Friday, March 13, 2015

Trauma in Psychiatric Hospitalizations

I read the Shrink Rap blog and found the recent post there on a reaction to one of the blog's posts on the violation that people feel after psychiatric hospitalization.  A direct attack on the author was certainly predictable especially given some of the sources quoted in the article.  As expected none of the author's intentions were captured by these responses.  Her intention was explicitly stated in the following 2 sentences:

"I realize that some people who are involuntarily hospitalized are terribly traumatized, which is why I'm writing the book. I don't think psychiatrists see that and I think if it were figured it into the equation, maybe less people would be involuntarily hospitalized (certainly, no one should be forcibly hospitalized for 'sadness' as one of the MIA commenters put it), other alternatives could be found, and more of an effort would be made to treat those where there are no options but involuntarily hospitalized with respect and kindness."

I worked in an acute care inpatient setting treating very acutely ill patients for 23 years and thought I would give my impressions to the statement about what psychiatrists see or don't see in people who have been acutely hospitalized, especially on an involuntary basis.  I think that there are several critical factors that determine what the experience will be like during those circumstances.  There will be considerable variation in the experience based on how these factors are approached.

1.  The pre-hospital experience

On the units where I worked, voluntary admissions were in the minority.  Most people were brought in to the emergency department (ED) by the police or paramedics.  They are usually involved when there is an acute behavioral change leading to a safety issue.  In that pre-hospital encounter some people are beaten up, maced or tasered by law enforcement.  If that happens and the person is in the ED wearing handcuffs that are too tight it can have an effect on the perception of the hospital and its staff following admission.  It is also an extremely traumatizing experience.  Years of observing this problem led me to problem solve with patients affected by these situations on how they could avoid confrontations with the police.  That is not the only source of trauma prior to admission.  Fights, accidents, self inflicted injuries, and near death experiences with suicide attempts and accidental overdoses can also happen prior to admission.  In some cases, people are transferred from intensive care units where they have been stabilized.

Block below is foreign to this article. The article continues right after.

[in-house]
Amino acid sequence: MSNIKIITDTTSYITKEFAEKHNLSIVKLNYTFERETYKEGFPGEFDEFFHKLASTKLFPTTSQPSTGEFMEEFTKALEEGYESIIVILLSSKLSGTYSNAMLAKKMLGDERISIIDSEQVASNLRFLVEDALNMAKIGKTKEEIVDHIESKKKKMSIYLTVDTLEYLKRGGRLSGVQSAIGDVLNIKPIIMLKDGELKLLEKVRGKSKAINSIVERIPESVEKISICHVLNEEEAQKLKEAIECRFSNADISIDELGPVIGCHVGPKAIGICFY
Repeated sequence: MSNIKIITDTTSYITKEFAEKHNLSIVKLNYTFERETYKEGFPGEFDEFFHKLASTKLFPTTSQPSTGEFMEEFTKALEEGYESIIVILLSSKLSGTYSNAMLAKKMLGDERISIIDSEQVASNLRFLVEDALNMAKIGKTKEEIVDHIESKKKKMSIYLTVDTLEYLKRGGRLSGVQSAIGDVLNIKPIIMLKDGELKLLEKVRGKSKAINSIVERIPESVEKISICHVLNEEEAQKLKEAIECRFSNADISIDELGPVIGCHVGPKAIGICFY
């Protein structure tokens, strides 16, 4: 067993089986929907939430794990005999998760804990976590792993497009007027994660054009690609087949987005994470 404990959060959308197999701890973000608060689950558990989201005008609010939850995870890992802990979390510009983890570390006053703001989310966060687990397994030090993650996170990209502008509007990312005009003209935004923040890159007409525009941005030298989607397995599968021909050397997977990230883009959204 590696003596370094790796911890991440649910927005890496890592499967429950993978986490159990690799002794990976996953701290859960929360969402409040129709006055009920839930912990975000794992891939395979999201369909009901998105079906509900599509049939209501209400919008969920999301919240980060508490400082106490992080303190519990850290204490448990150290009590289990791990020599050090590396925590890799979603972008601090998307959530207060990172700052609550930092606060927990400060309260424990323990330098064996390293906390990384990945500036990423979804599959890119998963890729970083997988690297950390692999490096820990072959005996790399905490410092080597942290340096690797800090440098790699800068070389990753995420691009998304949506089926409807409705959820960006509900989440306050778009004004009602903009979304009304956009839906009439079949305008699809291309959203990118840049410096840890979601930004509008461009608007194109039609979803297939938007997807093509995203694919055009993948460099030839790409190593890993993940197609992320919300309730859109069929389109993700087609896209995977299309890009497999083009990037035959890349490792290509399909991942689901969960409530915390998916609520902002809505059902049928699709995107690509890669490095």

2.  Intoxication states

Intoxication states including alcohol,  cocaine, amphetamines, hallucinogens, and marijuana as well as the associated drug induced mental disorders are overrepresented in the population that gets acutely and/or involuntarily admitted.  People with substance use disorders have been systematically discriminated against by the insurance industry for the past thirty years.  At that time functional detoxification was not allowed and any patient who was intoxicated was generally denied care in psychiatric units by these same companies even if they had a significant psychiatric disorder.  They were supposed to go to "social detox" in county detox units, at least until most counties learned from insurance companies that it is cost effective to not have any resources and just deny care.  That means that today more people never get sober and are more likely to have increasing numbers of encounters with the police.  All it takes is an episode of aggression or suicidal statements while intoxicated and it can lead to transportation to specific psychiatric hospitals that receive patients from the police and paramedics.  In many cases, the hold is dropped after the person is detoxified and they no longer have the behaviors that occur in the intoxication state.  In other cases, there are semi-permanent or permanent changes secondary to the substance use and that results in a longer hospitalization.

3.  Acute psychotic states